Mandukya Upanishad

With an Advaita Commentary from our Understanding

by Kenneth Jaques | 31,733 words

The Mandukya Upanishad is a short, just twelve verses, description of the material manifestation and the eventual return to unmanifest form of the Universe....

Verse 2

2. All this,  verily,  is the Absolute. The Self is the Absolute. This Self,  such as it is,  has four quarters.

" All this,  verily,  is the Absolute".

We have as a description of reality from the scriptures that The Absolute,  Brahman,  God,  alone exists.  It naturally and logically follows that  "All this... is the Absolute".
Even this transient and mortal universe is  "the Absolute"  because it is formed of the immortal knowledge and consciousness that is the Absolute.  All of this is Absolute Knowledge manifest,  (but the Absolute is greater than this manifest experience,  this unknowable infinity will be described as the fourth quarter).

"The Self is the Absolute".

The word  "Self"  conveniently describes the experiencing of the projected manifest forms of creation,  particularly sentient beings.  In reality all names and forms exist purely as knowledge within Non-Dual Absolute Consciousness.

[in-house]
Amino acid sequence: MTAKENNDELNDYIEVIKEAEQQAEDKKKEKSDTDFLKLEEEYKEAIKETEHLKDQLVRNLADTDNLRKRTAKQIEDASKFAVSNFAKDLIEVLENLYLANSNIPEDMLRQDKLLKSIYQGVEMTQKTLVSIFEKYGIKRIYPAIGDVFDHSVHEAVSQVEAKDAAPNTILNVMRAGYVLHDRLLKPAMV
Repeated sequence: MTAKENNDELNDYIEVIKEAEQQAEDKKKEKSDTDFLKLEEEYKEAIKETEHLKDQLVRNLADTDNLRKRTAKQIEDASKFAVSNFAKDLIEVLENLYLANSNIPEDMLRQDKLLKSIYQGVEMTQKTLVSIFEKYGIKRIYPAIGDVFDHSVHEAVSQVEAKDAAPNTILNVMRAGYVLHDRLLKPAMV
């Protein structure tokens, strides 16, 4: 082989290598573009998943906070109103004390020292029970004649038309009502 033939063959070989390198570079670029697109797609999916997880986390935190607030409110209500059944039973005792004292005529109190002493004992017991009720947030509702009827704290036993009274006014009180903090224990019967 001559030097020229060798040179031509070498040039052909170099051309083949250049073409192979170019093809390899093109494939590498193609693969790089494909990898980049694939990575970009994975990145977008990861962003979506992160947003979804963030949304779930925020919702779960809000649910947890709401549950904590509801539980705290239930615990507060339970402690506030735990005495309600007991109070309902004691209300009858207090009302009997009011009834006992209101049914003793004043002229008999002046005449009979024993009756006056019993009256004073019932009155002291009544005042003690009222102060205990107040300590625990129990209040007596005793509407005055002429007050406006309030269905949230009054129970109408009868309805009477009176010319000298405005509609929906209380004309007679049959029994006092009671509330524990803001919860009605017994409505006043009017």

In truth it is within Absolute Consciousness that all experience takes place.  No actual  "Self"   exists as an entity,  (because The Absolute or God alone exists).
The  "Self"  is merely a convenient description for the experience of desire within this duality,  witnessed by the Absolute through Maya.

"This Self,  such as it is,  has four quarters".

So,  this  "Self",  is merely a linguistic convenience  ("such as it is")    for describing the created or projected forms of Absolute knowledge.
Being created,  the Self is mutable,  it appears to have changes of states,  sleeping waking dreaming and so forth. These states are experienced as states of consciousness,  as it were,  they are named and described here through  "four quarters"

The four quarters are not meant to be taken literally of course.
The imagined four quarters are for the exposition of Om and  "Self"  Consciousness only.
All This Self or Om is the Absolute,  but the Absolute is more than all This.  That the Absolute is more than Om or the Self,  needs to be held in mind while considering the "four quarters".  The fourth  "quarter"  is in fact the one eternal Absolute reality,   it is the Non-Dual Consciousness within which the first three transient mortal quarters are held,  as it were.
The meaning is that the described states are merely experiences that appear on the one unchanging Consciousness Absolute.  The fourth state is the eternal reality that remains after the cessation of the three transient states.  In reality no  "state"  exists,  there is just Consciousness Absolute.

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